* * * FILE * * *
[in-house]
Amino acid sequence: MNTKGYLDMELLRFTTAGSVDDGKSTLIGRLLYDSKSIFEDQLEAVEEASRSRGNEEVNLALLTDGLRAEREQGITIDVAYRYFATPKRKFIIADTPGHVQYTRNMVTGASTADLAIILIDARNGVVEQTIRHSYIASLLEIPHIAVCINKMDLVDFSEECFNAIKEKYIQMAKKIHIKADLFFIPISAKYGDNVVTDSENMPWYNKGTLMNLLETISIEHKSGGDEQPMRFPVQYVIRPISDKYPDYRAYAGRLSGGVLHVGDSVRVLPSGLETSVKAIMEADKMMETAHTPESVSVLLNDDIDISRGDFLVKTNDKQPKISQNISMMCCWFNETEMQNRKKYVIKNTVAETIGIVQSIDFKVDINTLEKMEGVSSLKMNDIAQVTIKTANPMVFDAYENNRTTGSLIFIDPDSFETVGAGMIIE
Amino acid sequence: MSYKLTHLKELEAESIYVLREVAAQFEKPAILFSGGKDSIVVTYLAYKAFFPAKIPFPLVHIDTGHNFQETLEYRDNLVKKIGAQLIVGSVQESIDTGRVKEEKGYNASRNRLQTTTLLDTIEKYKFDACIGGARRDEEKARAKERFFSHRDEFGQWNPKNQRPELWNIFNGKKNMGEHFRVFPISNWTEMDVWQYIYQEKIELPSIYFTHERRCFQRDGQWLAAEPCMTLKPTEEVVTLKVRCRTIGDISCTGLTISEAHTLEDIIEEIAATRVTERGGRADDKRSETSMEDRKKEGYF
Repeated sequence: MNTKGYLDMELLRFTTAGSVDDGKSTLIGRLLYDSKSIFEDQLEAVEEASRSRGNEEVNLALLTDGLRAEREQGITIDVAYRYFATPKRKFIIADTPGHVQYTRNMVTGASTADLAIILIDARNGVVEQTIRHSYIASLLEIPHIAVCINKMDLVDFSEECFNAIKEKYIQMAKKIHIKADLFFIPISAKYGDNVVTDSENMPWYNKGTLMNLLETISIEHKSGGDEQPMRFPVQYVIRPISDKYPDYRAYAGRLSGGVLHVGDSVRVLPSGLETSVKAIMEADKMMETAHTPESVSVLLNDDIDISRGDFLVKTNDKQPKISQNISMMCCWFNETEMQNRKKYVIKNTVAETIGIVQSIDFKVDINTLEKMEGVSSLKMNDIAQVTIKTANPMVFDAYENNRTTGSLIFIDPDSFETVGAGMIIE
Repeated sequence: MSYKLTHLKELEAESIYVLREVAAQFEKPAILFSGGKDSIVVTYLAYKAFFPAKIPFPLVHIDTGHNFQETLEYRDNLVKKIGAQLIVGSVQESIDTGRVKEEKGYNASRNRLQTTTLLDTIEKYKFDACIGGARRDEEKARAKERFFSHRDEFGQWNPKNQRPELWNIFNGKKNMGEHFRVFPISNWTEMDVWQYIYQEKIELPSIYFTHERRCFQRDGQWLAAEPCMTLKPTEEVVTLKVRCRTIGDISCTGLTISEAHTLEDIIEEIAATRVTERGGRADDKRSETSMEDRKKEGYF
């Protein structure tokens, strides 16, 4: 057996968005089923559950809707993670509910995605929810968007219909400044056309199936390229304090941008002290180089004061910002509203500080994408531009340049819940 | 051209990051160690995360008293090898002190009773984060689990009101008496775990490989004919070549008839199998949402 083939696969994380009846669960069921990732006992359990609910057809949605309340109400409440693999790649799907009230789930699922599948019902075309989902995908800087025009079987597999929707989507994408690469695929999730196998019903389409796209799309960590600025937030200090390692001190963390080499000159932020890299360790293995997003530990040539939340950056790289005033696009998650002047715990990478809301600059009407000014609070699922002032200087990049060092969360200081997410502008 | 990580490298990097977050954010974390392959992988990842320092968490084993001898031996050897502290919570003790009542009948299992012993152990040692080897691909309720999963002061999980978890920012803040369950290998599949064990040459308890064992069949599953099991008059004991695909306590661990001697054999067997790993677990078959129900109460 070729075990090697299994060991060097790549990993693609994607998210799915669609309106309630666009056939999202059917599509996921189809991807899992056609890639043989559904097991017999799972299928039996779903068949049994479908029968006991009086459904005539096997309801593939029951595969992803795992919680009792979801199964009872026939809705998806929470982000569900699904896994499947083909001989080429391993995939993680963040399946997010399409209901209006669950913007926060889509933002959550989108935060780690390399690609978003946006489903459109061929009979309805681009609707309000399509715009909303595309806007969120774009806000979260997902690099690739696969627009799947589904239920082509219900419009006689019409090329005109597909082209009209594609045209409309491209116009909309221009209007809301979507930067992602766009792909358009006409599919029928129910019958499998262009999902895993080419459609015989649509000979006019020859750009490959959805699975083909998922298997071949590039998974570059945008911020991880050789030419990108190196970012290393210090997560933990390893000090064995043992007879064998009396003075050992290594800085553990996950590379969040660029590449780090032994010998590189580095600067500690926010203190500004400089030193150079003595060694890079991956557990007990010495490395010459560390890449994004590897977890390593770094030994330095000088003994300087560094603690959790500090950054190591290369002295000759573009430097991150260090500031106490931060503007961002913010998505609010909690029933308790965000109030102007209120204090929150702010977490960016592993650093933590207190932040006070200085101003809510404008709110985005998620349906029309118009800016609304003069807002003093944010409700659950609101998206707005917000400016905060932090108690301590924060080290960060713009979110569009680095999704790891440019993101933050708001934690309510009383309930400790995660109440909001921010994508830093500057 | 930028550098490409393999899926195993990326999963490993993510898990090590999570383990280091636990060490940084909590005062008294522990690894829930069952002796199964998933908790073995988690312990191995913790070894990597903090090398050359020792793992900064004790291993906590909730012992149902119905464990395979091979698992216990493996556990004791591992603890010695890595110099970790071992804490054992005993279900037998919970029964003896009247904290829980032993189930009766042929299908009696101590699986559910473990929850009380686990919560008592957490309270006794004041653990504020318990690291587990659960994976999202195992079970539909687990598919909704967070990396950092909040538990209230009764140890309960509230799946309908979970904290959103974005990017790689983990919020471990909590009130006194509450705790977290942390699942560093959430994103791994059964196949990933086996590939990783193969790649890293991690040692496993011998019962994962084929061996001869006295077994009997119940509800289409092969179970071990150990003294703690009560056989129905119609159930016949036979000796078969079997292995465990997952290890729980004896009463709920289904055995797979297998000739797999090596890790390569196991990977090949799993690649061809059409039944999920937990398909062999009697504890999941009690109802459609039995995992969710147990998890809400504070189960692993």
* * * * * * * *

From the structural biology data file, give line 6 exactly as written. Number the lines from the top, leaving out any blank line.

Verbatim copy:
């Protein structure tokens, strides 16, 4: 057996968005089923559950809707993670509910995605929810968007219909400044056309199936390229304090941008002290180089004061910002509203500080994408531009340049819940 | 051209990051160690995360008293090898002190009773984060689990009101008496775990490989004919070549008839199998949402 083939696969994380009846669960069921990732006992359990609910057809949605309340109400409440693999790649799907009230789930699922599948019902075309989902995908800087025009079987597999929707989507994408690469695929999730196998019903389409796209799309960590600025937030200090390692001190963390080499000159932020890299360790293995997003530990040539939340950056790289005033696009998650002047715990990478809301600059009407000014609070699922002032200087990049060092969360200081997410502008 | 990580490298990097977050954010974390392959992988990842320092968490084993001898031996050897502290919570003790009542009948299992012993152990040692080897691909309720999963002061999980978890920012803040369950290998599949064990040459308890064992069949599953099991008059004991695909306590661990001697054999067997790993677990078959129900109460 070729075990090697299994060991060097790549990993693609994607998210799915669609309106309630666009056939999202059917599509996921189809991807899992056609890639043989559904097991017999799972299928039996779903068949049994479908029968006991009086459904005539096997309801593939029951595969992803795992919680009792979801199964009872026939809705998806929470982000569900699904896994499947083909001989080429391993995939993680963040399946997010399409209901209006669950913007926060889509933002959550989108935060780690390399690609978003946006489903459109061929009979309805681009609707309000399509715009909303595309806007969120774009806000979260997902690099690739696969627009799947589904239920082509219900419009006689019409090329005109597909082209009209594609045209409309491209116009909309221009209007809301979507930067992602766009792909358009006409599919029928129910019958499998262009999902895993080419459609015989649509000979006019020859750009490959959805699975083909998922298997071949590039998974570059945008911020991880050789030419990108190196970012290393210090997560933990390893000090064995043992007879064998009396003075050992290594800085553990996950590379969040660029590449780090032994010998590189580095600067500690926010203190500004400089030193150079003595060694890079991956557990007990010495490395010459560390890449994004590897977890390593770094030994330095000088003994300087560094603690959790500090950054190591290369002295000759573009430097991150260090500031106490931060503007961002913010998505609010909690029933308790965000109030102007209120204090929150702010977490960016592993650093933590207190932040006070200085101003809510404008709110985005998620349906029309118009800016609304003069807002003093944010409700659950609101998206707005917000400016905060932090108690301590924060080290960060713009979110569009680095999704790891440019993101933050708001934690309510009383309930400790995660109440909001921010994508830093500057 | 930028550098490409393999899926195993990326999963490993993510898990090590999570383990280091636990060490940084909590005062008294522990690894829930069952002796199964998933908790073995988690312990191995913790070894990597903090090398050359020792793992900064004790291993906590909730012992149902119905464990395979091979698992216990493996556990004791591992603890010695890595110099970790071992804490054992005993279900037998919970029964003896009247904290829980032993189930009766042929299908009696101590699986559910473990929850009380686990919560008592957490309270006794004041653990504020318990690291587990659960994976999202195992079970539909687990598919909704967070990396950092909040538990209230009764140890309960509230799946309908979970904290959103974005990017790689983990919020471990909590009130006194509450705790977290942390699942560093959430994103791994059964196949990933086996590939990783193969790649890293991690040692496993011998019962994962084929061996001869006295077994009997119940509800289409092969179970071990150990003294703690009560056989129905119609159930016949036979000796078969079997292995465990997952290890729980004896009463709920289904055995797979297998000739797999090596890790390569196991990977090949799993690649061809059409039944999920937990398909062999009697504890999941009690109802459609039995995992969710147990998890809400504070189960692993």